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By Karen M. Bourque

Just about a mile as the crow (or cardinal, or chickadee) flies from the Connecticut River’s western bank in Norwich, Vermont, sits a nondescript building that houses one of the most effective wildlife conservation organizations in the Northeast that
you’ve probably never heard of: the Vermont Center for Ecostudies (VCE). There is no visitor’s center, no gallery of specimens to pore over, no lecture hall for attending natural history presentations. Instead, you’ll find ornithologists, herpetologists, pollinator specialists, outreach naturalists, and even a software engineer stuffed into offices and cubes, busily carrying out critical work in a race to conserve wildlife in the Western Hemisphere. They study, tweet, blog, write, lecture, live, breathe, and photograph nature. They even host a monthly radio show on Vermont Public radio called Outdoor Radio, and offer a lecture series aptly named Suds & Science that draws science fans from both sides of the river to gather at a local tavern for lively conversation and craft beverages.

What sets VCE apart from other research organizations is that their scientists engage—and in fact, depend on—the public for the success of their field research and wildlife monitoring projects. Projects like one of the continent’s longest-running studies of forest bird population trends, and saving the Common Loon from imminent extirpation in Vermont, for example. VCE’s army of volunteer citizen scientists—people like you— pour their hearts and souls (and collectively, a huge amount of time and energy) into a range of activities crucial to understanding the state of our natural world. They identify and count bird species from deep river valleys to the summits of the Northeast’s highest mountains; monitor and help rescue loons; evaluate vernal pool ecosystems; and submit thousands of observations of the myriad life forms along the Connecticut River watershed from Canada to Connecticut and beyond to a global biodiversity database.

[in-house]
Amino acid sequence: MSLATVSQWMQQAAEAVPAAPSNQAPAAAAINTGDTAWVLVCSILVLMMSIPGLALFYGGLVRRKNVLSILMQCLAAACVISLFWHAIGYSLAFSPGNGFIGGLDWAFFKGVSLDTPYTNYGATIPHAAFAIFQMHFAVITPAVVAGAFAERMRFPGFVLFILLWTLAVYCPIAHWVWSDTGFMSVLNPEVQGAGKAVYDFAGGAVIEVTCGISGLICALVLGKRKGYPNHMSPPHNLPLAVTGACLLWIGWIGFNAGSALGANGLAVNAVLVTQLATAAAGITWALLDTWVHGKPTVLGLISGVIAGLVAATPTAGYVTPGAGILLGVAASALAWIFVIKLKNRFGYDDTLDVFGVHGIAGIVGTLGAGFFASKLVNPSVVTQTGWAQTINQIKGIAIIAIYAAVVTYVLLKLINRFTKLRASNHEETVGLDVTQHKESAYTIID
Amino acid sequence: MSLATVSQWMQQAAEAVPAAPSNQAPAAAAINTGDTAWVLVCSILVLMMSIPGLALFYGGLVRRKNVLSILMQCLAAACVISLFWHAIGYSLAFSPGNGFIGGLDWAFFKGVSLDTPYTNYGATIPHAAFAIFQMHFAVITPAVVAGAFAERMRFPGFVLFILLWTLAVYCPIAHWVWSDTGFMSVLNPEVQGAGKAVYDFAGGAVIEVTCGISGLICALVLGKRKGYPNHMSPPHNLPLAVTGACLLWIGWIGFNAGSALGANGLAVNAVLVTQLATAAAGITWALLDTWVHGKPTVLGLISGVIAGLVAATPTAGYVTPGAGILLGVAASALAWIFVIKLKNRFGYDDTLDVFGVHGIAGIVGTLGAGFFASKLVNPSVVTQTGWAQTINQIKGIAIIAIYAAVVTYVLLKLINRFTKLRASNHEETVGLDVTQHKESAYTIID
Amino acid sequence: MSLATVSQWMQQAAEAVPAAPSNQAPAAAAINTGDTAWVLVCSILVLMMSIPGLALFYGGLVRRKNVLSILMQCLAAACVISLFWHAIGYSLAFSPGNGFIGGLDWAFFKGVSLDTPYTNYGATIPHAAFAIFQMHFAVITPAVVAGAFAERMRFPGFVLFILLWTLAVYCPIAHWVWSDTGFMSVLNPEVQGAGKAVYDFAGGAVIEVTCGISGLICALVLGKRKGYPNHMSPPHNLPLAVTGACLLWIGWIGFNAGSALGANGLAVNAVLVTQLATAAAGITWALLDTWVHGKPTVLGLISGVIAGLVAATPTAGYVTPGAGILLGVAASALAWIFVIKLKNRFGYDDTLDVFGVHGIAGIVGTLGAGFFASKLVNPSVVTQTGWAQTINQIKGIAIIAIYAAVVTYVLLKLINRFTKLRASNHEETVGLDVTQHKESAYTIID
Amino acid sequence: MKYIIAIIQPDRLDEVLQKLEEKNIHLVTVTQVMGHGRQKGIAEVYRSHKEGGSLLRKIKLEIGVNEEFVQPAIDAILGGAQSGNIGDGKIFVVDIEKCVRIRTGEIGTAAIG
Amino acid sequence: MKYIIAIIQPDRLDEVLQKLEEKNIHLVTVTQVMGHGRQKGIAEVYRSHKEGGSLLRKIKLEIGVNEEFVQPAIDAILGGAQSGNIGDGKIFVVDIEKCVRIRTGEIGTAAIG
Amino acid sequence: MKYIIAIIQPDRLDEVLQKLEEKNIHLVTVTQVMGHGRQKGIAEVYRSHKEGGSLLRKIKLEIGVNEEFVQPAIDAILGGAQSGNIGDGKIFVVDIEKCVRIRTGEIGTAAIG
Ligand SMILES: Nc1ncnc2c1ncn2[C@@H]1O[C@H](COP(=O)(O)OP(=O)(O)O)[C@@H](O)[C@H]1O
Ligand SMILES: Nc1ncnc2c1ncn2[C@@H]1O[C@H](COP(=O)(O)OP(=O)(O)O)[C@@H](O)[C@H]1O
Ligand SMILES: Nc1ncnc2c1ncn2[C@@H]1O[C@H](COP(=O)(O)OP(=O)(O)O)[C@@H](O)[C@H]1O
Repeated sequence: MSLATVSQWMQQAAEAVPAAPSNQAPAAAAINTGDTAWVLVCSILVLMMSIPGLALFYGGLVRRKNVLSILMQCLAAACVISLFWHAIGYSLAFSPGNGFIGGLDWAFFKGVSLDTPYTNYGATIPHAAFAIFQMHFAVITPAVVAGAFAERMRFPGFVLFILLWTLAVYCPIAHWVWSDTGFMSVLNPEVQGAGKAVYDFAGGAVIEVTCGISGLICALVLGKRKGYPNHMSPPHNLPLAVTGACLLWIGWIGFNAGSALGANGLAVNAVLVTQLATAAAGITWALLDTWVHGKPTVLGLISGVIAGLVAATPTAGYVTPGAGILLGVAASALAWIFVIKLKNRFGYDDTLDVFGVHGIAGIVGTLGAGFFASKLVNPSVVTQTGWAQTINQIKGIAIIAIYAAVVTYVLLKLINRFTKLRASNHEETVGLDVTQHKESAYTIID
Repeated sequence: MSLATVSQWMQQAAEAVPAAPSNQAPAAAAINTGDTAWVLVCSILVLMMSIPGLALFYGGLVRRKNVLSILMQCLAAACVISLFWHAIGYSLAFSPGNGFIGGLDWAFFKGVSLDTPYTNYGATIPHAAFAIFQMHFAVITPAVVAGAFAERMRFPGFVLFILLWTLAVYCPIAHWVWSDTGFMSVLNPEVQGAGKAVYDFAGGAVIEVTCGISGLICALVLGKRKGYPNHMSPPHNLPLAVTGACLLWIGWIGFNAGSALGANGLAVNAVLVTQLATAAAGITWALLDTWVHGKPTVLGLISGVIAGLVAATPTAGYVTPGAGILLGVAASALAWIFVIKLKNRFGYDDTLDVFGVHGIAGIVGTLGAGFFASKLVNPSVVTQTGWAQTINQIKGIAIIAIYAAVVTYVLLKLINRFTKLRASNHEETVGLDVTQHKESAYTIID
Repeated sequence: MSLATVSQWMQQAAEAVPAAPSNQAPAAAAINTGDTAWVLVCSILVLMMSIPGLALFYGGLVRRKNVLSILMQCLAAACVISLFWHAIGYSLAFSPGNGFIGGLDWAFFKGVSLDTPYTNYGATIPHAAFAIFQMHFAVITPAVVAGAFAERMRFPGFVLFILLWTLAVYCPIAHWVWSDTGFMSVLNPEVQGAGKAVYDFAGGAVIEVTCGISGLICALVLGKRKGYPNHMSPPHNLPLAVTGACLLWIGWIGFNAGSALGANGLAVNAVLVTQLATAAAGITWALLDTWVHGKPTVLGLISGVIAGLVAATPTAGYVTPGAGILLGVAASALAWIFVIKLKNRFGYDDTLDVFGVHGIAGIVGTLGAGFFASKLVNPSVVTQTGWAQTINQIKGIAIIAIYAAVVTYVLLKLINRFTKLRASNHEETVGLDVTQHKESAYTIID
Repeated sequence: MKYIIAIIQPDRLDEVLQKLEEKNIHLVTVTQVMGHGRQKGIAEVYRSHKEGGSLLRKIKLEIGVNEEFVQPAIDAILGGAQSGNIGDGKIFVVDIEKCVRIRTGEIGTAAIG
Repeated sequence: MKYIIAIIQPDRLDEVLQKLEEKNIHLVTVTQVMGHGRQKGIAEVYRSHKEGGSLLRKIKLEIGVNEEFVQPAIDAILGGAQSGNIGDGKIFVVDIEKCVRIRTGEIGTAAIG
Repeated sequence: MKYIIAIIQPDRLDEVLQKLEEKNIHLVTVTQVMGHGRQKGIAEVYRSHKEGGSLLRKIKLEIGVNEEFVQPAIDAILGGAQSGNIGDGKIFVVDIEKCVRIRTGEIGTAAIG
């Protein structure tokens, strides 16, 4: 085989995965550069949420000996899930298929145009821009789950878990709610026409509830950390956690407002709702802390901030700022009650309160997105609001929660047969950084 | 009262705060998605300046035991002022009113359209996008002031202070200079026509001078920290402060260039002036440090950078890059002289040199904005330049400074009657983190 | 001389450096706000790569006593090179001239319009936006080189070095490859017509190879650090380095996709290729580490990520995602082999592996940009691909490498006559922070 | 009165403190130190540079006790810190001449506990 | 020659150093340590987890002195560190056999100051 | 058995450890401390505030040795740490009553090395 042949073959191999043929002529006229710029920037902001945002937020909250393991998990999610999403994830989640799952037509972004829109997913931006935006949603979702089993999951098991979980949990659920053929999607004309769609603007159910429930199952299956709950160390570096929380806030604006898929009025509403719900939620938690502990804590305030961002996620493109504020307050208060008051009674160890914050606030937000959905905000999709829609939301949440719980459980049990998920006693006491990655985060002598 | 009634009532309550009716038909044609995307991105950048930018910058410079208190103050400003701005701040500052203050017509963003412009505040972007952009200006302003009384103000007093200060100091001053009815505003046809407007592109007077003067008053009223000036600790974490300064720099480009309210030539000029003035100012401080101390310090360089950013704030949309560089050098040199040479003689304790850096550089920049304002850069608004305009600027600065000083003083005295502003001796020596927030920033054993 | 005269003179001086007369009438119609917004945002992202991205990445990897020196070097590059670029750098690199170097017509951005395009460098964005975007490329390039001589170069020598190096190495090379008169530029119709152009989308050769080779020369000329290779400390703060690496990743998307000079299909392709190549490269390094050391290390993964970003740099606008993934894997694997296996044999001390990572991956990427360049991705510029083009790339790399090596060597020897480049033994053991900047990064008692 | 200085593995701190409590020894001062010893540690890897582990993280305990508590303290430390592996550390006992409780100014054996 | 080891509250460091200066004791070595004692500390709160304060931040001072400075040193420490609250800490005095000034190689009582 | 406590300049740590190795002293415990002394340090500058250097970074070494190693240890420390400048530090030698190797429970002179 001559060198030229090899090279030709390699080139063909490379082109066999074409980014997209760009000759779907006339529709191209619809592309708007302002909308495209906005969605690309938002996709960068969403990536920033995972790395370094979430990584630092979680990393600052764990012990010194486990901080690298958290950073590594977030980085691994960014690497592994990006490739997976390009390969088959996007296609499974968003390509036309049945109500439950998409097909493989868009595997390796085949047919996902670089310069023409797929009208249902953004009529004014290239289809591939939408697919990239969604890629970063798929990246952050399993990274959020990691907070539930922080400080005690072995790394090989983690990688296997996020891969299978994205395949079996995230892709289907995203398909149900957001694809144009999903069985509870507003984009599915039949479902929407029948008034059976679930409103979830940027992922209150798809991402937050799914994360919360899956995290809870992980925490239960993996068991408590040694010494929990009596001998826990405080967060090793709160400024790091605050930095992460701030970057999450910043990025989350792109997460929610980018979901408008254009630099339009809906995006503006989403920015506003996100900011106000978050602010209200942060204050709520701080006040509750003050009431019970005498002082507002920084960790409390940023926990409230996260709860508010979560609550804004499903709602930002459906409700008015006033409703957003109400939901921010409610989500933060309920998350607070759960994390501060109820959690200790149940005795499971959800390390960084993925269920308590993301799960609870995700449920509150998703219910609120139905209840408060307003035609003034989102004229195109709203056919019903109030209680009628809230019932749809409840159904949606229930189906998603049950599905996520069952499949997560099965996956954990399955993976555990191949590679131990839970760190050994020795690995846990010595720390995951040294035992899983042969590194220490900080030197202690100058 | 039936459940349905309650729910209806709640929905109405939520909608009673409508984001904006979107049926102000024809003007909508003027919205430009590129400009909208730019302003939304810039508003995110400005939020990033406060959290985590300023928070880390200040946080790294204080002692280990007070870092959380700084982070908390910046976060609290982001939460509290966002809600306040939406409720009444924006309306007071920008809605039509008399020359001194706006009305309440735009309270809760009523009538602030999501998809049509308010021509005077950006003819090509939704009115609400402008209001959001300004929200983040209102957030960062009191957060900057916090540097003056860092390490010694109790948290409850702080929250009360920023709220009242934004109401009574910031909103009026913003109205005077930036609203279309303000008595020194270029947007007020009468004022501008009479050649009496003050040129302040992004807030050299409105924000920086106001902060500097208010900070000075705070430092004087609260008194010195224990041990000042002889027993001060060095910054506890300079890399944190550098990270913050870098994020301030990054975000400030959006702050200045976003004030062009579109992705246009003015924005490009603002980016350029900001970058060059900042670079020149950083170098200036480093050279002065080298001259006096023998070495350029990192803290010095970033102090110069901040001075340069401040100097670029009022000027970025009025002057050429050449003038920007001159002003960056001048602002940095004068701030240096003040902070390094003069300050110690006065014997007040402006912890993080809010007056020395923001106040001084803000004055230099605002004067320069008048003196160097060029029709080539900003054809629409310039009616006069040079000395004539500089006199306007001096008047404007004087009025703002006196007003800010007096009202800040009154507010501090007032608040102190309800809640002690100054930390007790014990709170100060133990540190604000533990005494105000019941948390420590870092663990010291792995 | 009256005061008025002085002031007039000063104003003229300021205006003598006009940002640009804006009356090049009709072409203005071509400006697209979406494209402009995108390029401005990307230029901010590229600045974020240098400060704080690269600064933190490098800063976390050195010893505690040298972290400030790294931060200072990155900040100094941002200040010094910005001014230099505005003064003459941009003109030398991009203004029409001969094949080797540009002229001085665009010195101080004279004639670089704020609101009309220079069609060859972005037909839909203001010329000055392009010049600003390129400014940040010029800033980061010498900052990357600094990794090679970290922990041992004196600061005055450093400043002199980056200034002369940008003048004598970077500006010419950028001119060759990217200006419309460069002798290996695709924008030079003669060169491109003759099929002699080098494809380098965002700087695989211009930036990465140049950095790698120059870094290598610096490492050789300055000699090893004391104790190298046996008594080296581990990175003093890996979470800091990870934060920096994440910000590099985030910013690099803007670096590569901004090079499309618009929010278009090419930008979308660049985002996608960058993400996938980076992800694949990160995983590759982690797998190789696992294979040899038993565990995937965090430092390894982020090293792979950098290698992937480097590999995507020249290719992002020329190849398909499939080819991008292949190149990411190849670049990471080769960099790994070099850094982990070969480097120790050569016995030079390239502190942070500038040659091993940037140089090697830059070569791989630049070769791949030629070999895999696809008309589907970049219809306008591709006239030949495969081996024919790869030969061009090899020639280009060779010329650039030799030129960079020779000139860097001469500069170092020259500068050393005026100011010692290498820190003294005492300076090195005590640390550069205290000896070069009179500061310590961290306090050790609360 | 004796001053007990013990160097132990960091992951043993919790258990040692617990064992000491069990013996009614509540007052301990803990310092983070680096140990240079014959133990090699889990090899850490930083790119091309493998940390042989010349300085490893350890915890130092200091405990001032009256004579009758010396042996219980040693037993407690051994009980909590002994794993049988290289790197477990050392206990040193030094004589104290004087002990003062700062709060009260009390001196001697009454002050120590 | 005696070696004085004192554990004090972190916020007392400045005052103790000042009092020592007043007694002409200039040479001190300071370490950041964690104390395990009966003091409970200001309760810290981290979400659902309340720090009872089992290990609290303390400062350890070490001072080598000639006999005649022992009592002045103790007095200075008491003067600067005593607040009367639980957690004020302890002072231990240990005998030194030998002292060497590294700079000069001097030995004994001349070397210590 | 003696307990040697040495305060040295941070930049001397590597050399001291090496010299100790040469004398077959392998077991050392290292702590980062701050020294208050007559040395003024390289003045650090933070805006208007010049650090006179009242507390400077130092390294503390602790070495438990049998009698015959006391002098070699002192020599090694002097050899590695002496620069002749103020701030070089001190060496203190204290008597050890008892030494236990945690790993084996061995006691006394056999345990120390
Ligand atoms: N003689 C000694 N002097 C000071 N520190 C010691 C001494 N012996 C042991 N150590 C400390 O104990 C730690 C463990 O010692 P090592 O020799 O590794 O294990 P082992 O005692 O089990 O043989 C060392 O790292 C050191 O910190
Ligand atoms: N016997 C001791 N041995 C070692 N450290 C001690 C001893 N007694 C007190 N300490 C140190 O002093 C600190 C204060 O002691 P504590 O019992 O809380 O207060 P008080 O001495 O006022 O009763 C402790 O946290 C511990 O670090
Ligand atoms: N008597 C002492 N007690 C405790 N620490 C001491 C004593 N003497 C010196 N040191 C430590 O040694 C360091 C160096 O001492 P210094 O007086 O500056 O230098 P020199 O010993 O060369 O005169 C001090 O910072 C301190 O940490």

And, they have a lot of fun along the way.

This collaboration of scientists and volunteers has racked up an impressive list of accomplishments, including:

  • When VCE, with help from citizen scientists, discovered that bumblebees were vanishing from Vermont, they used volunteer collected scientific data that resulted in four bees being formally protected under the state endangered species law.
  • When conservationists across the Northeast wanted to map and protect vernal pools, they turned to VCE for leadership on a citizen science-fueled project that now reaches from Virginia to Nova Scotia.
  • VCE biologists published population estimates and state specific trends of Bicknell’s Thrush, a rare and vulnerable migratory bird species, using 10 years of data collected by VCE’s Mountain Birdwatch program volunteers.

These are but a few of many examples. Learn more about VCE’s work and how can you get involved at VTEcostudies.org, and follow them on social media (@vtecostudies). You don’t have to live in Vermont or have a background in science to make a real contribution to wildlife conservation as a VCE volunteer. After all, as VCE Executive Director, Chris Rimmer, often states: “Conservation is as much about people as it is about wildlife.”